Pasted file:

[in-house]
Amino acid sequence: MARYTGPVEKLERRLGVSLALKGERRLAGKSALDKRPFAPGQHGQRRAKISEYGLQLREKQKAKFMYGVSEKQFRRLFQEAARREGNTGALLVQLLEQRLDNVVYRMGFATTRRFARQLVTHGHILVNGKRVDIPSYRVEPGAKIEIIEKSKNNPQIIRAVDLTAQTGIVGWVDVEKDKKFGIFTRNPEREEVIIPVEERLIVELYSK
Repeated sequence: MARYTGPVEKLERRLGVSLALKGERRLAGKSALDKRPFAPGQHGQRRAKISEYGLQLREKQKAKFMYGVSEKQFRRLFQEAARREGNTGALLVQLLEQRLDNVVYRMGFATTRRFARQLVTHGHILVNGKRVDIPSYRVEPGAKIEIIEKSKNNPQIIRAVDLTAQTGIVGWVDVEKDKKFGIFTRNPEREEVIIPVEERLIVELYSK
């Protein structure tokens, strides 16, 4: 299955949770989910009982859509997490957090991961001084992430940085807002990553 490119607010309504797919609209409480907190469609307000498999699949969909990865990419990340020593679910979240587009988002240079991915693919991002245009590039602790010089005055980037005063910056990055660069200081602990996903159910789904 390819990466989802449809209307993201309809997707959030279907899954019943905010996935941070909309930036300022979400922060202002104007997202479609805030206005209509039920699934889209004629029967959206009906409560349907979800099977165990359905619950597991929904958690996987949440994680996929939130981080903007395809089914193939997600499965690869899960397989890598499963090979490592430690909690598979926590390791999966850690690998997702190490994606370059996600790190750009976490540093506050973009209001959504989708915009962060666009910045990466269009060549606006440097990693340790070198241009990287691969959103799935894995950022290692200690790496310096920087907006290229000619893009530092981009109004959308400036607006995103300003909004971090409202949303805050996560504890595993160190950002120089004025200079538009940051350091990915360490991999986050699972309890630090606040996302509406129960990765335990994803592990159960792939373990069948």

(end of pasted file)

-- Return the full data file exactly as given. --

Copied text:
[in-house]
Amino acid sequence: MARYTGPVEKLERRLGVSLALKGERRLAGKSALDKRPFAPGQHGQRRAKISEYGLQLREKQKAKFMYGVSEKQFRRLFQEAARREGNTGALLVQLLEQRLDNVVYRMGFATTRRFARQLVTHGHILVNGKRVDIPSYRVEPGAKIEIIEKSKNNPQIIRAVDLTAQTGIVGWVDVEKDKKFGIFTRNPEREEVIIPVEERLIVELYSK
Repeated sequence: MARYTGPVEKLERRLGVSLALKGERRLAGKSALDKRPFAPGQHGQRRAKISEYGLQLREKQKAKFMYGVSEKQFRRLFQEAARREGNTGALLVQLLEQRLDNVVYRMGFATTRRFARQLVTHGHILVNGKRVDIPSYRVEPGAKIEIIEKSKNNPQIIRAVDLTAQTGIVGWVDVEKDKKFGIFTRNPEREEVIIPVEERLIVELYSK
């Protein structure tokens, strides 16, 4: 299955949770989910009982859509997490957090991961001084992430940085807002990553 490119607010309504797919609209409480907190469609307000498999699949969909990865990419990340020593679910979240587009988002240079991915693919991002245009590039602790010089005055980037005063910056990055660069200081602990996903159910789904 390819990466989802449809209307993201309809997707959030279907899954019943905010996935941070909309930036300022979400922060202002104007997202479609805030206005209509039920699934889209004629029967959206009906409560349907979800099977165990359905619950597991929904958690996987949440994680996929939130981080903007395809089914193939997600499965690869899960397989890598499963090979490592430690909690598979926590390791999966850690690998997702190490994606370059996600790190750009976490540093506050973009209001959504989708915009962060666009910045990466269009060549606006440097990693340790070198241009990287691969959103799935894995950022290692200690790496310096920087907006290229000619893009530092981009109004959308400036607006995103300003909004971090409202949303805050996560504890595993160190950002120089004025200079538009940051350091990915360490991999986050699972309890630090606040996302509406129960990765335990994803592990159960792939373990069948």